Choreg is an Armenian sweet bread typically made for Easter. This year, I’m teaching Pumpkin how to make it. Find the recipe below!
As a third-generation (half) Armenian American who grew up in a small town with virtually no other Armenians (except for my sister), my main connection to Armenian culture was through the food we’d eat at my grandparents’ on summer vacations and every other holiday. My sister and I loved being in the kitchen with our grandma and helping her cook.
As the girls and I have been attending Armenian church here in Arizona, and as I’ve been able to learn more about our culture through the magic of the Internet and social media, I’m learning there’s a lot more I don’t know about Armenian culture than I realized. I’m all at once feeling more connected and disconnected than ever. But the connection through food is powerful, and for me evokes childhood memories of my family all gathered together, eating traditional recipes prepared by my grandma. (Dining in Diaspora delves into the relationship between food and culture a lot deeper.)
We moved back to Arizona five years ago this week, and it was Easter week that year, too. Pumpkin and I attended Easter service at the Armenian church and bought a bag of choreg – an Armenian sweet bread traditionally made for Easter – to bring home, and then did the same the next year. The taste always takes me back to my grandma’s kitchen. I’d never made choreg myself until two years ago, when I decided I wanted to eat it Easter morning rather than wait until after church, and dug out my grandma’s recipes and another cookbook of Armenian recipes my grandpa gave me after she passed away.
Funny sidenote: one of the key ingredients to choreg is the spice mahlab. During my first attempt two years ago, having never made choreg before, I didn’t know what I was looking for other than what it was called when I stopped at a Middle Eastern market to look for it. I didn’t see it with the other spices, so I asked at the counter. The guy went to the back, and came out holding a huge plastic bag of a mysterious spice, where a word was written that started with “M” but was otherwise illegible. “Is this it?” he asked. “We can’t figure it out what it is.” I texted a picture to my sister, and she said it looked right but that I should be able to tell by the smell. I still wasn’t sure, but I gave it a shot, and that was it! My dad was visiting that Easter and confirmed everything tasted just as he remembered it. Success!
For Arizonans looking for mahlab, I’ve seen it at the Middle Eastern Bakery & Deli in Phoenix, and at the Princess Mediterranean Market & Deli in Mesa.
This year, I got Pumpkin in the kitchen to give it a go with me. She loved punching and twisting the dough! I can only hope for many more years of making Easter choreg together with my girls, and that they one day pass it down, too.
This recipe is adapted from “The Cuisine of Armenia” by Sonia Uvezian, which has an inscription in the front to my grandparents from a friend who gave it to them. The ingredients in this version are basically the same as my grandma’s version, but my grandma’s recipes were all taken down by memory, and often missing a key ingredient or step. Her choreg recipe, as written, leaves out the mahlab, for instance, and surprisingly includes margarine instead of butter. All other ingredients are the same, but in slightly larger quantities. Here is an excerpt from Uvezian’s book:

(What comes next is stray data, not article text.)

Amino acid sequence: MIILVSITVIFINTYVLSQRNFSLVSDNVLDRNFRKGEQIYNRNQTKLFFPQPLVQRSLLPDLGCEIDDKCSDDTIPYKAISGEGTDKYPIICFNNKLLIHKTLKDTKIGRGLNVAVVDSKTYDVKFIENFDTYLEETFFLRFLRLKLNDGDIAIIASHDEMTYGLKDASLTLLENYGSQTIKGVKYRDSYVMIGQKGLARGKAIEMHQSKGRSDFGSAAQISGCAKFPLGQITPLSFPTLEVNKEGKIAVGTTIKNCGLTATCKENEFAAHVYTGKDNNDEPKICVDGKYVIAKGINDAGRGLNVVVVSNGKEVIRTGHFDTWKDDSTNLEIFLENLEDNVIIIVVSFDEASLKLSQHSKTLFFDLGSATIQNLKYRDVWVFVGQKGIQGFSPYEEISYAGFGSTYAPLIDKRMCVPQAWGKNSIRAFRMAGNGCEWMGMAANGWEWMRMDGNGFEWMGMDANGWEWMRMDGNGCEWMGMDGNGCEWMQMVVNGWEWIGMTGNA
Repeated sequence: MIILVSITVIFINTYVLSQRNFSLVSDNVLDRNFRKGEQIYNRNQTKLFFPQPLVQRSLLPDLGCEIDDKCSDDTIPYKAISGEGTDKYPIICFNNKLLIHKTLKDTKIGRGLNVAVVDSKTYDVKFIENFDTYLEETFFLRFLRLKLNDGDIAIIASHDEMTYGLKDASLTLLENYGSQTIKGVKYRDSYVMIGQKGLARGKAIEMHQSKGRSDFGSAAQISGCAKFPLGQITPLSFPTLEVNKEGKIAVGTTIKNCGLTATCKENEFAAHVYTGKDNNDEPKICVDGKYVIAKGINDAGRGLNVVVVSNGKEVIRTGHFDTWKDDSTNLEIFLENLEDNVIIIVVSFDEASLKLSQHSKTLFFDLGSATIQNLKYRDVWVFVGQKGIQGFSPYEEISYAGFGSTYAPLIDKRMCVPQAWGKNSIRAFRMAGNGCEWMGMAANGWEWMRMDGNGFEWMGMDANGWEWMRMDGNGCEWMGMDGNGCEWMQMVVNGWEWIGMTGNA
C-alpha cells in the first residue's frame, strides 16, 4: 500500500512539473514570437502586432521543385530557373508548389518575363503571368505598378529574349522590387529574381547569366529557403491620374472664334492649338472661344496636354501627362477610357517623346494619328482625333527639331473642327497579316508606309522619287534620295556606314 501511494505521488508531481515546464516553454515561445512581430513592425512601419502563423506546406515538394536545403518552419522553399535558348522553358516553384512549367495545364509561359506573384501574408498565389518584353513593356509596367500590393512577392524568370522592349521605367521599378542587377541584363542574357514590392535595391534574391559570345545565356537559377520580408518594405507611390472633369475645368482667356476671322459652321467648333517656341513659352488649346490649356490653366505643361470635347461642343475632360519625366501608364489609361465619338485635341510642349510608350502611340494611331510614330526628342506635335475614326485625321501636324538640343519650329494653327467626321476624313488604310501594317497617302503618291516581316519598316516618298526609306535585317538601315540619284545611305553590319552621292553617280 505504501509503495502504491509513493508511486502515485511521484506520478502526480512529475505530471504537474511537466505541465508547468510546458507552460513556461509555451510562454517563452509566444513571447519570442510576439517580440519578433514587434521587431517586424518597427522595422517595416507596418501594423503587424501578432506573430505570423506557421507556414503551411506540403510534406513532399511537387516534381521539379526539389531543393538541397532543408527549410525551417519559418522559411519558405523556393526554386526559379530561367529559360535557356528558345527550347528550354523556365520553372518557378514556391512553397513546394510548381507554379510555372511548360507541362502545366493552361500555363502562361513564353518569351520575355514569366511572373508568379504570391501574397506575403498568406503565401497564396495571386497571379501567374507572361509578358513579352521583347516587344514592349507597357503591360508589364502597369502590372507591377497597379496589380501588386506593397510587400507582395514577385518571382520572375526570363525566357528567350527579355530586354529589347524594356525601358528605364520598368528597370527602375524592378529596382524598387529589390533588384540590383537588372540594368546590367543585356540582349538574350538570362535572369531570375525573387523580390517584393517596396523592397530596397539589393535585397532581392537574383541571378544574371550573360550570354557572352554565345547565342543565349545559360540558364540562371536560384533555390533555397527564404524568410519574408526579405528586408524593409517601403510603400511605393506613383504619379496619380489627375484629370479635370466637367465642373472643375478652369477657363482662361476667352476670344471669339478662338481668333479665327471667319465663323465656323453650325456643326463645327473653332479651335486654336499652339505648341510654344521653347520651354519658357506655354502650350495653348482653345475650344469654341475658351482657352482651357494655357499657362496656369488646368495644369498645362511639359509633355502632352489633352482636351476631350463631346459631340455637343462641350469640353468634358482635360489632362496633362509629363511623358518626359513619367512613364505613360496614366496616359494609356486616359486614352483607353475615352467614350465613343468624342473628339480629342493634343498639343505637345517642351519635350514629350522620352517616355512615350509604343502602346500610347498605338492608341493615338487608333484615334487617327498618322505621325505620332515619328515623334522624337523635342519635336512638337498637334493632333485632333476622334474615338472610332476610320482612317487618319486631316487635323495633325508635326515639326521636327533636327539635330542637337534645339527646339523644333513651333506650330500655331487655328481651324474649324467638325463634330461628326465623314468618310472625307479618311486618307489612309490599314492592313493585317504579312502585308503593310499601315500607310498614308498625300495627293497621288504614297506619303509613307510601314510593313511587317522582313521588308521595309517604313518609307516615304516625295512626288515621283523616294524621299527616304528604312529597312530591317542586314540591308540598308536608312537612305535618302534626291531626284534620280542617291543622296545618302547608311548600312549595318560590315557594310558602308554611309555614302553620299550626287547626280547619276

“A delicious roll known as choereg or keghkeh is served at breakfast or with afternoon tea or coffee. There are many variations of choereg which are shaped into breads or rolls and flavored with mahlab, an unusual spice with a wonderful aroma and taste. Other flavorings for choereg include grated lemon or orange rind and ground aniseed. Choeregs are traditionally baked during holidays, especially at Easter.”
- 1/4 cup warm water*
- 1 package active dry yeast
- 1 1/4 cups lukewarm milk*
- 2 eggs, beaten
- 1 cup melted butter, cooled to lukewarm
- 1/4 cup sugar
- 1 tsp. salt
- 1 1/2 tsp. ground mahlab or ground aniseed
- 1 1/2 tsp. baking powder
- 6 cups sifted all-purpose flour
- 1 egg, beaten
- Sesame seeds (optional)
*Note, in a variation from the recipe below, my grandmother’s version calls for the milk to be scalded in a saucepan, removed from heat, and then the margarine (or butter), sugar and salt is mixed in. Additionally, my grandma did not dissolve the yeast in water, but mixed it in with the flour instead.
Pour the warm water into a large bowl and sprinkle in the yeast. Let it stand a few minutes to dissolve. Add milk, eggs, melted butter, sugar, salt, mahlab and baking powder. Blend well. Add flour a little at a time. Knead dough on a slightly floured surface 3-4 minutes until smooth. Place dough in lightly oiled bowl, turning it over to grease the top. Cover with a kitchen towel and let rise in a warm place free from drafts (such as an unlit oven with a pan of hot water on the bottom rack) about 2 hours or until doubled in bulk.
Punch down dough and transfer it to lightly floured surface. Divide into 32 equal pieces (slightly larger than a golf ball size). Dough can shaped a variety of ways. Roll with palms of hands to form a rope-like shape – these can be combined and braided, or individually rolled into snail shapes. Another option is to make a hole in the ball and work the dough to form circle, then twist a couple times.
Arrange rolls 2 inches apart on a greased or parchment-lined baking sheet. Cover and let rise an additional 50-60 minutes. Brush the tops with beaten egg and sprinkle with sesame seeds. Bake at 350 degrees for 20 minutes or until golden brown.
We love to eat our choreg for Easter breakfast, with hard-boiled eggs (because we always have so many that the girls have decorated) and a side of fruit. Sometimes we eat the choreg as-is; Sometimes we slice it, toast it, and add cream cheese.
All photos by B Hansen Studios.